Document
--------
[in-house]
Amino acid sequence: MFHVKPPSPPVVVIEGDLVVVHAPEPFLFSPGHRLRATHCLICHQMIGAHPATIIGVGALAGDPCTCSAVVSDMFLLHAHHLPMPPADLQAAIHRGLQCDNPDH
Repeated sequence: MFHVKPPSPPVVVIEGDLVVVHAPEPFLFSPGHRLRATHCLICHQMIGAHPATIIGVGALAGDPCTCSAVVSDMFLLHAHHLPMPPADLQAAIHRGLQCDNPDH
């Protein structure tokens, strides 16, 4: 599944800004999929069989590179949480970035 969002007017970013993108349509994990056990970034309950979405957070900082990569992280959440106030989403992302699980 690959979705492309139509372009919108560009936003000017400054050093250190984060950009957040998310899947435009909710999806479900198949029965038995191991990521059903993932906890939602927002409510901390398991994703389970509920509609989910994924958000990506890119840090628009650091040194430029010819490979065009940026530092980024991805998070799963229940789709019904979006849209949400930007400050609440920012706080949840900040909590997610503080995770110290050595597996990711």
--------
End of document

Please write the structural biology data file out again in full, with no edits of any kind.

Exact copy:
[in-house]
Amino acid sequence: MFHVKPPSPPVVVIEGDLVVVHAPEPFLFSPGHRLRATHCLICHQMIGAHPATIIGVGALAGDPCTCSAVVSDMFLLHAHHLPMPPADLQAAIHRGLQCDNPDH
Repeated sequence: MFHVKPPSPPVVVIEGDLVVVHAPEPFLFSPGHRLRATHCLICHQMIGAHPATIIGVGALAGDPCTCSAVVSDMFLLHAHHLPMPPADLQAAIHRGLQCDNPDH
């Protein structure tokens, strides 16, 4: 599944800004999929069989590179949480970035 969002007017970013993108349509994990056990970034309950979405957070900082990569992280959440106030989403992302699980 690959979705492309139509372009919108560009936003000017400054050093250190984060950009957040998310899947435009909710999806479900198949029965038995191991990521059903993932906890939602927002409510901390398991994703389970509920509609989910994924958000990506890119840090628009650091040194430029010819490979065009940026530092980024991805998070799963229940789709019904979006849209949400930007400050609440920012706080949840900040909590997610503080995770110290050595597996990711």